Akira Kurosawa’s Stray Dog alludes to the Hollywood cinematic forms of Film Noir and the Gangster Film. In one scene a villain, Honda, is called to a front gate of a Baseball stadium by a tannoy system. As he walks down a flight of stairs the screen composition changes and the lighting produces a dark Noir-like affect. Honda, dressed similar to many an archetypal gangster, enters the scene in a normal naturalistic light, however the further he descends down the stairs the further Akira Kurosawa intensifies the sharp contrasting tones producing a chiaroscuro-style scene. Honda wears a white linen pin-stripe suit, as he becomes aware he may be walking into a trap the Camera reverses position and shows only a black silhouette of Honda enveloped by the darkness; his fate is sealed, his relationship with the gun-girl leads to the police locating him, just like many gangster films and film Noirs Honda’s cool command and apparent invincibility is breached through a contaminated relationship with a woman. Honda is a small homage to the doomed antagonist/protagonist of the Noir and gangster films of Hollywood.
The skilful use of lighting in this scene is also an allusion to German Expressionism and the stark contrast between subject and surroundings symbolised by Honda’s change from white linen suit to dark silhouette is a typical chiaroscuro technique found in films such as The Cabinet of Dr. Caligari(1920). Paul Schrader notes that a common trait of Film Noir is the use of ‘Shadow effects [which are] unlike the famous Warner Brother’s lighting of the thirties in which the central character was accentuated by a heavy shadow; in Film Noir the central character is likely to be standing in the shadow.’ (2) Kurosawa is using this exact technique in the scene with Honda, he is defining Honda’s character and fate as one in the shadows.
Another allusion to Film Noir stylistics is the use of water. Film Noir is noted for an ‘attachment to water. The empty Noir streets are almost always glistening with fresh evening rain… and the rainfall always seems to increase in proportion to the drama.’ (3) As the film moves to a conclusion rain starts to pelt down relentlessly, The rain increases as the potential confrontation between Murakami and the desperate thief Shinjuro Yusa becomes more and more likely and it is in fact the rain, and the mud that sprays onto Yusa’s trousers as he flees after shooting Sato, that allows the confrontation and eventual capture of Yusa.
Akira Kurosawa’s Stray Dog both alludes to Hollywood cinematic genres and contains major divergences from the Continuity System. In this aspect Akira creates a film that contains both national elements of note and internationally recognizable symbols and allusions and therefore Akira has created a brilliant film.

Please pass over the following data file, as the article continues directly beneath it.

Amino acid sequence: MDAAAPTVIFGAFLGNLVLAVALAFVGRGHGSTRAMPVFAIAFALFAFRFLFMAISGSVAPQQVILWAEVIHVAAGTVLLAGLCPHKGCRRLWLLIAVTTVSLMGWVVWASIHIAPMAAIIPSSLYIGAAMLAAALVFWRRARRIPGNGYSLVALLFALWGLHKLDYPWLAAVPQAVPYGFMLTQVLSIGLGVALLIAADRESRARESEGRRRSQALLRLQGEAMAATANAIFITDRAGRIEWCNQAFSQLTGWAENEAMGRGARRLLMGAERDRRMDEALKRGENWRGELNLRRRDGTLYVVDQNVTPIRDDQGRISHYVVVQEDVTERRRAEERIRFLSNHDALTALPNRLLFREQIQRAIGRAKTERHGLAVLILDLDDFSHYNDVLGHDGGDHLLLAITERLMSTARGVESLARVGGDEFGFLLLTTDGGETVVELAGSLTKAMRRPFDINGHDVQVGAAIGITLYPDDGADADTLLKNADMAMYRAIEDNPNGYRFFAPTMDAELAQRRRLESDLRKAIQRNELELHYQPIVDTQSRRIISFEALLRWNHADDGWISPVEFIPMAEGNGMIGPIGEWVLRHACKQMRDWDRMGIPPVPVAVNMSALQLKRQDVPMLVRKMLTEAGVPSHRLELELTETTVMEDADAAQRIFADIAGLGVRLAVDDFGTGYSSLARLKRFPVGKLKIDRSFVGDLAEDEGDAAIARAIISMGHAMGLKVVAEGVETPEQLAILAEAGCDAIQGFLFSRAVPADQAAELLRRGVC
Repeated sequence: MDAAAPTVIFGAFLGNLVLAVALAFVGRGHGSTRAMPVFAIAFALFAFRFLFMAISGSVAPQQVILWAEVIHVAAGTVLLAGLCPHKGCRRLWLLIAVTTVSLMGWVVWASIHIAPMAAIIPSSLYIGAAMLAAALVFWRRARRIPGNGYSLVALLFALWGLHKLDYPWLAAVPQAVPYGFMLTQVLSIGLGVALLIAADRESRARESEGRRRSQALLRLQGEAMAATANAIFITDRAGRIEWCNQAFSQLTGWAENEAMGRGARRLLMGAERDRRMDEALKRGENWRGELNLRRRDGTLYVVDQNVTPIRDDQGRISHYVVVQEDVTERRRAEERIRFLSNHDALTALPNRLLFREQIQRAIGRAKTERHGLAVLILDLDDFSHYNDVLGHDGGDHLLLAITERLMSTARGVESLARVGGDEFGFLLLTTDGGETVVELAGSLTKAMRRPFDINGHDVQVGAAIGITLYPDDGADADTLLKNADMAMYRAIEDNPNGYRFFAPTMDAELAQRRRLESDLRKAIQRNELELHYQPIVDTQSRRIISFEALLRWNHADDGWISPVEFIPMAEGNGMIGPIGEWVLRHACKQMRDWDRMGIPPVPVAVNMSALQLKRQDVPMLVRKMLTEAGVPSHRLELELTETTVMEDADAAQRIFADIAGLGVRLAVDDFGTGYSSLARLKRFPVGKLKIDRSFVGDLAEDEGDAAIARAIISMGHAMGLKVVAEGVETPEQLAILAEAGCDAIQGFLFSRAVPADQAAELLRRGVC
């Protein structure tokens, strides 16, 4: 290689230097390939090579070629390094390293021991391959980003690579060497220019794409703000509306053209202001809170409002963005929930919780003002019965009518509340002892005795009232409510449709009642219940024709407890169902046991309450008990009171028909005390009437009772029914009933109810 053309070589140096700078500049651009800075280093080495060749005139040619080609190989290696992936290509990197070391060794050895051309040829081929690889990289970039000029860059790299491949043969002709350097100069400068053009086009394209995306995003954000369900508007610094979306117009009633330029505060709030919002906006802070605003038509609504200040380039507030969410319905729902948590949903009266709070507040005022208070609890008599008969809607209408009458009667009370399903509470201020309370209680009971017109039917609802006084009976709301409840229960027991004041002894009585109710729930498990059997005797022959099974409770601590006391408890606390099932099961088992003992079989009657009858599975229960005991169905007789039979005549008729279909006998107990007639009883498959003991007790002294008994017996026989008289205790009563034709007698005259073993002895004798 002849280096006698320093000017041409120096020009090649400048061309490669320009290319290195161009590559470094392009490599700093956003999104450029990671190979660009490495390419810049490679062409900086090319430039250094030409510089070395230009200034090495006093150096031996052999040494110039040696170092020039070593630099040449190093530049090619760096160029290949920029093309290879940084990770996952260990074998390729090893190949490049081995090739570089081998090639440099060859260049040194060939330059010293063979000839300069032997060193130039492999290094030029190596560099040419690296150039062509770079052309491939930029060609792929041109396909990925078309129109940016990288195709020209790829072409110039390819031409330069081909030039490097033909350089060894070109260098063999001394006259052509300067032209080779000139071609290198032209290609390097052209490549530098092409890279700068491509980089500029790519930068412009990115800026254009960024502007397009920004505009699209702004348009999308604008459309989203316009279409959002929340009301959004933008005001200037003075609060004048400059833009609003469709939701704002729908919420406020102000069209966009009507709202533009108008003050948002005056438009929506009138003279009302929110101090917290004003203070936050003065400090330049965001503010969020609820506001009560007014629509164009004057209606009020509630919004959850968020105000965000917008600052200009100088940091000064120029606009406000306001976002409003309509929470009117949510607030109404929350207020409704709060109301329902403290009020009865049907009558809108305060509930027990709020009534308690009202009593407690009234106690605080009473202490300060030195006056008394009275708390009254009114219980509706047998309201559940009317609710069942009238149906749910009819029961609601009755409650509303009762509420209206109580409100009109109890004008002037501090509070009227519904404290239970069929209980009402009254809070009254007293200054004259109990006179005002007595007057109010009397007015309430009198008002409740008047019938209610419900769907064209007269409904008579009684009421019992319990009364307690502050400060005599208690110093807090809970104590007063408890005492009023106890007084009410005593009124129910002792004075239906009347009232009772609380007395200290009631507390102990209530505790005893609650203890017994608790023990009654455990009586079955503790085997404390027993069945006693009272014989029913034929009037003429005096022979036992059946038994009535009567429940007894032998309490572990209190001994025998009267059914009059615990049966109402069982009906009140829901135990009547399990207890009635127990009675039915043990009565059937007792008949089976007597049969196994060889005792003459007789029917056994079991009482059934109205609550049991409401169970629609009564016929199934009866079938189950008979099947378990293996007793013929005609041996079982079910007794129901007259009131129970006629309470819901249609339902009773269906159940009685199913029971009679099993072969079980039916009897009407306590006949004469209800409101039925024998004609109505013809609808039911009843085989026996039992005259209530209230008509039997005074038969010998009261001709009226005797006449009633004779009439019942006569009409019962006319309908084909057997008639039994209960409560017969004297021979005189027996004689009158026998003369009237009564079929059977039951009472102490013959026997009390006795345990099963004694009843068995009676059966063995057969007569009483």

1. Richard Maltby, Hollywood Cinema, Oxford: Blackwell Publishing, (2003), p. 312.
2. Paul Schrader,’Notes On Film Noir’ in Barry Keith Grant, Film Genre Reader II, Austin: University of Texas Press, (1999) pp. 213-226 p. 219.
3. Paul Schrader, ‘Notes On Film Noir’, p. 220.
Character and the Hollywood Continuity System
The Silence of the Lambs (1991)
As i mentioned in my post on The End of St. Petersburg (1927) Hollywood tends to concentrate on individuals rather than social or community-based forces as the engine for change and action. I have also mentioned here and there about the continuity system, which at all times hopes to ensure that the viewer identifies with, and understands, the motivations and nature of a central character. The Silence of the Lambs’ introductary scene is a clear indication of this form. The movie’s tagline ‘Clarice Starling, FBI. Brilliant. Vulnerable. Alone.’ is the exact concentration of what the continuity system has to communicate early to the viewer so that they can understand her character, motivations and conflicts. All of the characteristics (bar Vulnerable which is shown in the first scene with Hannibal) are instantly evident and are concentrated in a prolonged introductory first scene. Clarice is running alone, keeping time with herself, working hard beyond the call of duty. She is asked to see her superior for special assignment. Her loneliness and brilliance are both linked. This is proven as she walks into a lift. She is surrounded by people dressed in uniform red jumpers, she wears grey, she is an individual and alone amongst her peers. Her brilliance is proven by the use of a cut to her exiting the lift alone. Essentially the shot is symbolic of her reaching a level that none of her classmates reach. Again we are invited to infer that she is both alone and brilliant. We know she is FBI because she is training at their compound with the intent to graduate and we find out she is vulnerable later on with her meeting with Hannibal (and the use of Flashbacks to her childhood all centralized around her father). All important aspects of Clarice’s character are basically foregrounded in the first few scenes.